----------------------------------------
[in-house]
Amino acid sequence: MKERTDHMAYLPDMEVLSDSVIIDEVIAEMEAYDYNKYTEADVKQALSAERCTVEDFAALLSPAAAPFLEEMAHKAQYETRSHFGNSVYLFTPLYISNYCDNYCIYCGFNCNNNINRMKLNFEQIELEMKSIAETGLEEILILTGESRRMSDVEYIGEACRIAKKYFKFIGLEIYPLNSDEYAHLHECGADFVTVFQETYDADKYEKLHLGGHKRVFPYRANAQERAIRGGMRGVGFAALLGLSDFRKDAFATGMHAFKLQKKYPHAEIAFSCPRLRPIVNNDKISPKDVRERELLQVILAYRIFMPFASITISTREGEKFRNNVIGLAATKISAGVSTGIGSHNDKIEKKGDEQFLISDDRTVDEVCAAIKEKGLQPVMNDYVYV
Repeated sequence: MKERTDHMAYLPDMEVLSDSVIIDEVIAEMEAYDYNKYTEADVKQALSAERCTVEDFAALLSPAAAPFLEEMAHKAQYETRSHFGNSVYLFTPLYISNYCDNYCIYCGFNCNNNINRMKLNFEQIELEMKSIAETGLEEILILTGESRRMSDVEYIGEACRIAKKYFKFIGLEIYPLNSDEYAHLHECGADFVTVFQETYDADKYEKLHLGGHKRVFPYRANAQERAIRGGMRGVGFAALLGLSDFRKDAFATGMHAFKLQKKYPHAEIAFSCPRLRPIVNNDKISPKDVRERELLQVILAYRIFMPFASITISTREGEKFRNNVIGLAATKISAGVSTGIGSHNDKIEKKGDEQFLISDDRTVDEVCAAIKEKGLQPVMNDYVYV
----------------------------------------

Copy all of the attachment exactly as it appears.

[in-house]
Amino acid sequence: MKERTDHMAYLPDMEVLSDSVIIDEVIAEMEAYDYNKYTEADVKQALSAERCTVEDFAALLSPAAAPFLEEMAHKAQYETRSHFGNSVYLFTPLYISNYCDNYCIYCGFNCNNNINRMKLNFEQIELEMKSIAETGLEEILILTGESRRMSDVEYIGEACRIAKKYFKFIGLEIYPLNSDEYAHLHECGADFVTVFQETYDADKYEKLHLGGHKRVFPYRANAQERAIRGGMRGVGFAALLGLSDFRKDAFATGMHAFKLQKKYPHAEIAFSCPRLRPIVNNDKISPKDVRERELLQVILAYRIFMPFASITISTREGEKFRNNVIGLAATKISAGVSTGIGSHNDKIEKKGDEQFLISDDRTVDEVCAAIKEKGLQPVMNDYVYV
Repeated sequence: MKERTDHMAYLPDMEVLSDSVIIDEVIAEMEAYDYNKYTEADVKQALSAERCTVEDFAALLSPAAAPFLEEMAHKAQYETRSHFGNSVYLFTPLYISNYCDNYCIYCGFNCNNNINRMKLNFEQIELEMKSIAETGLEEILILTGESRRMSDVEYIGEACRIAKKYFKFIGLEIYPLNSDEYAHLHECGADFVTVFQETYDADKYEKLHLGGHKRVFPYRANAQERAIRGGMRGVGFAALLGLSDFRKDAFATGMHAFKLQKKYPHAEIAFSCPRLRPIVNNDKISPKDVRERELLQVILAYRIFMPFASITISTREGEKFRNNVIGLAATKISAGVSTGIGSHNDKIEKKGDEQFLISDDRTVDEVCAAIKEKGLQPVMNDYVYV